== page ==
Tuesday, October 11, 2011

Prospects for Snow in Midwest/Ohio Valley Rising as ECMWF Joins Snow 'Camp'

Pre-Reading Notes:
Vocabulary: 'Camp' is a term you will hear often this winter if you read this blog frequently. In the weather enthusiast world, a 'camp' is defined as a group of models favoring one solution to a weather event over another group. Example: The ECMWF/GFS models are in the snow camp vs the GEM model in the rain camp. In the example, the ECMWF/GFS are favoring snow for an area versus the GEM model favoring rain for the same area in the same time frame.
(end pre-reading notes)

The ECMWF has joined the camp of models favoring a cold blast following a strong low pressure system. In the midst of that cold blast, some precipitation may still be ongoing on the back of that low, introducing the seasons first snow flurries for the region. Here's the latest 12z ECMWF model.
Hour 192 (October 19)
The top right image is the one of most importance. The dashed red line sinking down below the Great Lakes region is referred to as the 540 line. It is basically the line where, theoretically, rain switches to snow for areas north of the 540 line. Another dashed line farther south isn't something we need to worry about.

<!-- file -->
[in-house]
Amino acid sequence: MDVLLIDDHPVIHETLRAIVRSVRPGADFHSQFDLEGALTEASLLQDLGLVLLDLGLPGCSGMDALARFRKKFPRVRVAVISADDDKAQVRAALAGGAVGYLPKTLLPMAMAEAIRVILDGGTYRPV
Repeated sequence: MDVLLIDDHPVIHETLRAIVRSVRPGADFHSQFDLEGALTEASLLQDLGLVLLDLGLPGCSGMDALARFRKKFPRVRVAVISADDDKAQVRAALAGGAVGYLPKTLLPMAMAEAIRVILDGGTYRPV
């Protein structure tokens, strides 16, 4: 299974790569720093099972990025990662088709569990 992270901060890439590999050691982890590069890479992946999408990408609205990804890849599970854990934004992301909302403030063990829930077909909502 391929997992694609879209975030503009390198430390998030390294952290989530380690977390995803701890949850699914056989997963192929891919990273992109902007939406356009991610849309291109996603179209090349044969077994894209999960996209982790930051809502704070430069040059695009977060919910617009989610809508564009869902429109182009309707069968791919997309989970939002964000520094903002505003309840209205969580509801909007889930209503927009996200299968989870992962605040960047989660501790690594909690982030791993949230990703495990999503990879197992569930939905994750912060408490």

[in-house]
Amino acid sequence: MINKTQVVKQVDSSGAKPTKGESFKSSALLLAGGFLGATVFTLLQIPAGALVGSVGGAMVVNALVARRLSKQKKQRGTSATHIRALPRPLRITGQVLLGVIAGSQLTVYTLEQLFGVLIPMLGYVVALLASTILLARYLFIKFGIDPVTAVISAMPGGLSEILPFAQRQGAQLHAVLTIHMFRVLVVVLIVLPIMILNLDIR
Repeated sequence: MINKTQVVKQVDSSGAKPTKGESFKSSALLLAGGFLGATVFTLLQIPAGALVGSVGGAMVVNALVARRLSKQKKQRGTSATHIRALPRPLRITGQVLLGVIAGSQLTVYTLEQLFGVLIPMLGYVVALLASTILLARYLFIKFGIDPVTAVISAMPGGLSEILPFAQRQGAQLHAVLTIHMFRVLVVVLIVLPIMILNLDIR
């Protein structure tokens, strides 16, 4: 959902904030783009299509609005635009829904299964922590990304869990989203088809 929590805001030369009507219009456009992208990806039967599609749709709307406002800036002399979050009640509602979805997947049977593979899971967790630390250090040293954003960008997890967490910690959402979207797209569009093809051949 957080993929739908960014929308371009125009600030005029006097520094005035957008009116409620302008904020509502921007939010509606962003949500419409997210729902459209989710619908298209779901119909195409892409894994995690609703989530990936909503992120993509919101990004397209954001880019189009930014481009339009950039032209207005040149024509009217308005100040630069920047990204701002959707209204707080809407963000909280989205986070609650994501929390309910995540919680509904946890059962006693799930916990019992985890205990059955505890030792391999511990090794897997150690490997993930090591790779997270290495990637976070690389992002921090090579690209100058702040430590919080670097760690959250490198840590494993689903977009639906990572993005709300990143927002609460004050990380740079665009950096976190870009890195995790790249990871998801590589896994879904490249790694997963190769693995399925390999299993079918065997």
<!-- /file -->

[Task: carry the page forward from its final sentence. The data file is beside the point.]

The 12z GFS is now predicting a slightly higher amount of snow for cities like Chicago and Gary, IN for this 12z run. Below is the predicted snow depth for Hour 192- the same timeframe as the ECMWF image above.
The GFS is predicting as much as over an inch of snow to fall in areas close to Lake Michigan extending eastward into Ohio, Michigan and even into New York. Below is the GFS's take on the 540 line.
The blue area is considered the air north of the 540 line, so the separating boundary/540 line is the green/light blue border on the map above.

What do we expect from this system? We really don't want to say much as it is still a while off and winter weather is harder to forecast for the models, but as of right now, the areas above are looking at a fairly good chance for snow for the time being.

No comments: